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Urban rail news in brief - July 2015
Inland rail a trifecta for Toowoomba region: mayor
THE video at first is bewildering as it seems occupants of a car and it’s caravan are not aware of 1.5km train which will soon intersect with their path.
Then it becomes terrifying when it is obvious the vehicle on the road will not win the race with the giant on the tracks.
The train’s crew have done all they could — sounding a loud warning alarm, wrenching on the brakes — and have retreated to a safety cabin to protect themselves from what is now an inevitable collision.
Then it happens. The caravan disintegrates, but amazingly no lives are lost.
Australia’s largest rail freight operator, Pacific National, and the NSW Police are concerned the number of level crossing accidents have increased over the past six months and that drivers don’t realise the danger of racing a massive rail machine.
Drivers are taking huge risks by trying to race across level crossings in front of speeding trains. Picture: Chris EastmanSource:News Corp Australia
“It takes a 1.5km-long freight train travelling at 100km/hour approximately 2km to come to a complete stop, and that is after the train driver has seen the vehicle not slowing down,” Pacific National‘s CEO, Dean Dalla Valle, said.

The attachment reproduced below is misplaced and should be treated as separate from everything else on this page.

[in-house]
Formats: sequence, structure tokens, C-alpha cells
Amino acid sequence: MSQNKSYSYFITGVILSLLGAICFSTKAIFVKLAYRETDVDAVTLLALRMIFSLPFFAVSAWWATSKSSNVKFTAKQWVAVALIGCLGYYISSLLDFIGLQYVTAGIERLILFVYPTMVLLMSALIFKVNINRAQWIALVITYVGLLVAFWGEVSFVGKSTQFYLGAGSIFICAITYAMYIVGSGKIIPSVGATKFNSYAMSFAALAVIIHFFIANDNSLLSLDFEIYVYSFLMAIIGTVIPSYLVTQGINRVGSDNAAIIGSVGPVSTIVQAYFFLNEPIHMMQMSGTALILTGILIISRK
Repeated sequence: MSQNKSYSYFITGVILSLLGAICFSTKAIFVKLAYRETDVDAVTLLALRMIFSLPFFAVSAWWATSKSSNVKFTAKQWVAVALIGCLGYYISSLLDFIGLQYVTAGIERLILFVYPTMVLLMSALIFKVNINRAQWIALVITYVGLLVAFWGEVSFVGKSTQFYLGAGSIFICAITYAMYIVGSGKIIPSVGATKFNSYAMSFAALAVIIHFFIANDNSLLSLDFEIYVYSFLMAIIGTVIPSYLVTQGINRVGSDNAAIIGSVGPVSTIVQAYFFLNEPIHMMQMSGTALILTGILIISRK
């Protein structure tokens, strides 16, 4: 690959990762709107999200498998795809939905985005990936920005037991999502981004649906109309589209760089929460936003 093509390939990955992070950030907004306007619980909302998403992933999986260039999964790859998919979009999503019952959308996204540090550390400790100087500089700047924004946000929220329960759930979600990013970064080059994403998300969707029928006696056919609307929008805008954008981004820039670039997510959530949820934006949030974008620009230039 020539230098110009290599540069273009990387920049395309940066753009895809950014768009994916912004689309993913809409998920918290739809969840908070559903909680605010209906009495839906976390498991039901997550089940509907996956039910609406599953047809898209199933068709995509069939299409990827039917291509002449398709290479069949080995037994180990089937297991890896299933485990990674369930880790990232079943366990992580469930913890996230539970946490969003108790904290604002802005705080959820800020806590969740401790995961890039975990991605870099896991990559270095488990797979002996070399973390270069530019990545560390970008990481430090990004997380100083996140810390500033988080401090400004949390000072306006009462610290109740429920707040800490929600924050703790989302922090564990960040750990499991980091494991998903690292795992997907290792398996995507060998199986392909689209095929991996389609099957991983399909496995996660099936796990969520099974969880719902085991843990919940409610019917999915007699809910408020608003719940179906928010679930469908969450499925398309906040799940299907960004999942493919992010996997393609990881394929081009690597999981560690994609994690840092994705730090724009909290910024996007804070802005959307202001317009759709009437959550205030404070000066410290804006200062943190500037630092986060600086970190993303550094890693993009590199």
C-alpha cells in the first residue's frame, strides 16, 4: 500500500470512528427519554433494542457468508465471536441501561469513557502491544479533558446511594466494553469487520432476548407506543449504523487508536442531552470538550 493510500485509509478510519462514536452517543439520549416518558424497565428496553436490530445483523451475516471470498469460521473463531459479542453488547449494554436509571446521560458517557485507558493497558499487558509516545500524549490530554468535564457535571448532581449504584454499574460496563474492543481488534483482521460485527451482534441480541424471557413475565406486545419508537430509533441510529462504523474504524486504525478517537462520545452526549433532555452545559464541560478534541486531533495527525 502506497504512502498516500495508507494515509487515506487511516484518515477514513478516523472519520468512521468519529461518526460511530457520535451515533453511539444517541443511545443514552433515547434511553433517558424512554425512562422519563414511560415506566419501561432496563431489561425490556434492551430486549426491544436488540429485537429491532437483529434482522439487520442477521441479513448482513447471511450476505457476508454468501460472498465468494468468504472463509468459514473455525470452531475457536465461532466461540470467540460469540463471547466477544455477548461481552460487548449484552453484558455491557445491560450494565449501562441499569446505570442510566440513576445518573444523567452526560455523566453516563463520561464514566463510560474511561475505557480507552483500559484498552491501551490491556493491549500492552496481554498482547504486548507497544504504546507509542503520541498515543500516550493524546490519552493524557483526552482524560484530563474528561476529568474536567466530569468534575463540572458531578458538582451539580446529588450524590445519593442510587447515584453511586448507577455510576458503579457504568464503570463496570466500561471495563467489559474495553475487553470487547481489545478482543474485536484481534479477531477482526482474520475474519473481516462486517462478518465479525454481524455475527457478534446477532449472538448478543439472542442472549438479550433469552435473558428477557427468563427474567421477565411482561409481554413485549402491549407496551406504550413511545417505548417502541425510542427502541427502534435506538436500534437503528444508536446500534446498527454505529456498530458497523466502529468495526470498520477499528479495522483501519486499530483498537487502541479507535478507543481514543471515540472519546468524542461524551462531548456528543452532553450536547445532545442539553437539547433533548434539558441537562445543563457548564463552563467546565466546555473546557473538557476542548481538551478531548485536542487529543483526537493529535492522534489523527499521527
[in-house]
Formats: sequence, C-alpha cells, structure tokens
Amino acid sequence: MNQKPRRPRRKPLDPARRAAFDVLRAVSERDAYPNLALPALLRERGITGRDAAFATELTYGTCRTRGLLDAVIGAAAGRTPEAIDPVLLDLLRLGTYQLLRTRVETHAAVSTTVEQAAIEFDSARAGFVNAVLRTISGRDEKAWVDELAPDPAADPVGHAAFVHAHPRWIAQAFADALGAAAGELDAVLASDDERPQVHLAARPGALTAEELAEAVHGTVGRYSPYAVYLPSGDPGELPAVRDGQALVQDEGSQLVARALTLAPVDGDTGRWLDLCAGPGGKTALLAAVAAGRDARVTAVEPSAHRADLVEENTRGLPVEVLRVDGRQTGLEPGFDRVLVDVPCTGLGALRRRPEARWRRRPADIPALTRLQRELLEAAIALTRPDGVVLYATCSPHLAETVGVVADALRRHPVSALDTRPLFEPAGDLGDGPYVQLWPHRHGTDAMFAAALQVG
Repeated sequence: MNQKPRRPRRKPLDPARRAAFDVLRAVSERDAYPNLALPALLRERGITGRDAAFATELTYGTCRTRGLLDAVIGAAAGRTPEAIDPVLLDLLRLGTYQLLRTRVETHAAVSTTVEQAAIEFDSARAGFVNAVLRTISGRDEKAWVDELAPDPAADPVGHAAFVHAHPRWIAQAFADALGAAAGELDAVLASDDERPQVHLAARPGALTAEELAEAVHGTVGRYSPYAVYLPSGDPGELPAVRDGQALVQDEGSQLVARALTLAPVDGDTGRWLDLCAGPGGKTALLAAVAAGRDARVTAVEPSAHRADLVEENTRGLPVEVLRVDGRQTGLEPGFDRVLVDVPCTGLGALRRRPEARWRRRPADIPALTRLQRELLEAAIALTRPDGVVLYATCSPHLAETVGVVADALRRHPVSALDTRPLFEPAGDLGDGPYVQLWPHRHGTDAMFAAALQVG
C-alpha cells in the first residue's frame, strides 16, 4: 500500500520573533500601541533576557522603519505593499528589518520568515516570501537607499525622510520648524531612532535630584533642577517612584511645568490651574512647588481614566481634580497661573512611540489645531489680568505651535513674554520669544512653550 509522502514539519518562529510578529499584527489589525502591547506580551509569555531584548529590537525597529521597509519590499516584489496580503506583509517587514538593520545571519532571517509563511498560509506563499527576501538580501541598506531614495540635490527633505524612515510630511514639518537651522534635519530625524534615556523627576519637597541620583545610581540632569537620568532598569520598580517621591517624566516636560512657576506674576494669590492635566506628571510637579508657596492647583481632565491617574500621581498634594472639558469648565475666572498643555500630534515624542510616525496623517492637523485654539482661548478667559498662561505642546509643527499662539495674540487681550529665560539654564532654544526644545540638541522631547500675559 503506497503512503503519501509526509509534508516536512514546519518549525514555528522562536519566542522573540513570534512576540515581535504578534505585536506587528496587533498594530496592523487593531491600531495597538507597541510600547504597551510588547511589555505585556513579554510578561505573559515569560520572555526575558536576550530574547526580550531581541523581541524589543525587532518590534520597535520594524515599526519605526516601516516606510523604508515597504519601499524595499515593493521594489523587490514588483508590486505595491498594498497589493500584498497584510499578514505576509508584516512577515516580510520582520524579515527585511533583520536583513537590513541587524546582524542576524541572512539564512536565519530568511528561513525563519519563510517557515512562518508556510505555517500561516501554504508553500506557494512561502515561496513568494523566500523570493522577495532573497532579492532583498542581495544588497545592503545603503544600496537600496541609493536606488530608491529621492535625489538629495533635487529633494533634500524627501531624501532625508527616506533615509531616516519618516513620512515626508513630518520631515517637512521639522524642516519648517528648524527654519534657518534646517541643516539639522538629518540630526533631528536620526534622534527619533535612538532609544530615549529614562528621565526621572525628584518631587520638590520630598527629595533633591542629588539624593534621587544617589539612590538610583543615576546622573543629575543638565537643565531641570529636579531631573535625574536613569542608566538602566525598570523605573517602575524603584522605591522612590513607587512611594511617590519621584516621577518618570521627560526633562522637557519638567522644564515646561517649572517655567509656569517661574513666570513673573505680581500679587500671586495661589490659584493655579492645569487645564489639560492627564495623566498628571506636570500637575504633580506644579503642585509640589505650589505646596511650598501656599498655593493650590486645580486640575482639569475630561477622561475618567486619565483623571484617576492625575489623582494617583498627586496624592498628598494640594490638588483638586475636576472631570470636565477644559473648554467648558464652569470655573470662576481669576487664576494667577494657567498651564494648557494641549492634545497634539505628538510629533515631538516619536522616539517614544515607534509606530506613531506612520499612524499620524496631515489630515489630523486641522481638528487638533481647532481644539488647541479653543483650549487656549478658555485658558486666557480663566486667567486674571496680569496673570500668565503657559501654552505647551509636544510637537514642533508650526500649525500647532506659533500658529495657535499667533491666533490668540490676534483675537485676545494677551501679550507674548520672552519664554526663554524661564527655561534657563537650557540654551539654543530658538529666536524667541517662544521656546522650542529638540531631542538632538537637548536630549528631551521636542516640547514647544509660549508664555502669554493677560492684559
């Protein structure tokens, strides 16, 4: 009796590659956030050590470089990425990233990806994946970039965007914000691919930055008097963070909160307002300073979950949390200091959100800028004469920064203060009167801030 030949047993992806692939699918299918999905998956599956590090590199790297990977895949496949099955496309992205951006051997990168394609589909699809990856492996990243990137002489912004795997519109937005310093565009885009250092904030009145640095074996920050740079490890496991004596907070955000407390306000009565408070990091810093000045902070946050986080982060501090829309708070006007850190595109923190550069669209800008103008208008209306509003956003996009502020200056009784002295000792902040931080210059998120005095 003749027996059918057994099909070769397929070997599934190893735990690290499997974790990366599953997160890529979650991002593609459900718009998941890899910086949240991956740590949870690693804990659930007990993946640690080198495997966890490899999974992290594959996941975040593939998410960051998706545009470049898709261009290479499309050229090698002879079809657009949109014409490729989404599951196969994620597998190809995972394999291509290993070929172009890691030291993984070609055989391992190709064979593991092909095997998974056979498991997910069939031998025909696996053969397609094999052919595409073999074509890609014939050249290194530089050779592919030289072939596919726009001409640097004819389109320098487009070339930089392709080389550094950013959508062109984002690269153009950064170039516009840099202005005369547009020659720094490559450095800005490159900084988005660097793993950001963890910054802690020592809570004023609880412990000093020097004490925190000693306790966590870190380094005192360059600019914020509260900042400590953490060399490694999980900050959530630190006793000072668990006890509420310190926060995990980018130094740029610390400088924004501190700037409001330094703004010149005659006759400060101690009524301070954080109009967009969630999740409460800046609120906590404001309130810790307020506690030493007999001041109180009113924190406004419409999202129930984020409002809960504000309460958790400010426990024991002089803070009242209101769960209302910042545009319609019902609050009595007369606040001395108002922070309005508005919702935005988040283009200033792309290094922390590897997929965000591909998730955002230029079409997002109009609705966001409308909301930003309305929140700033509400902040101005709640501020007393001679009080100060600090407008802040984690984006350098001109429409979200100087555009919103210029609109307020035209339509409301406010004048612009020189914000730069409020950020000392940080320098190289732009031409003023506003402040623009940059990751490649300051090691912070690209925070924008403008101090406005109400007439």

Pacific National alone had five collisions and eight near misses in the 12 months to June, and other rail users have similar statistics.
There are 24,000 level crossings nationally and summer holiday traffic on roads means greater risk of more deadly games of level crossing chicken.
Traffic and Highway Patrol Commander, Assistant Commissioner Michael Corboy, said drivers approaching rail crossings need to stop and think.
“In many cases, level crossing crashes happen in broad daylight when visibility and sight distance is good,” he said. “In many cases, crashes happen at level crossings when a driver looks, but does not see the danger.”
The accidents also cause great distress to the train crews involved. Mr Dalla Valle contacts those involved and knows their deep anguish and at times their unwarranted guilt.
Pacific National train driver, Chris Grillett knows it personally, having been involved in two level crossing accidents.
In the first, a vehicle towing a caravan failed to stop or even slow down at a level crossing with the train ramming the caravan. Just two weeks later, a B-double truck was hit because of the same reason.
“You can’t explain how it feels when you know there is no way you can stop the train in time,” said Mr Grillett.
This article first appeared on www.news.com.au
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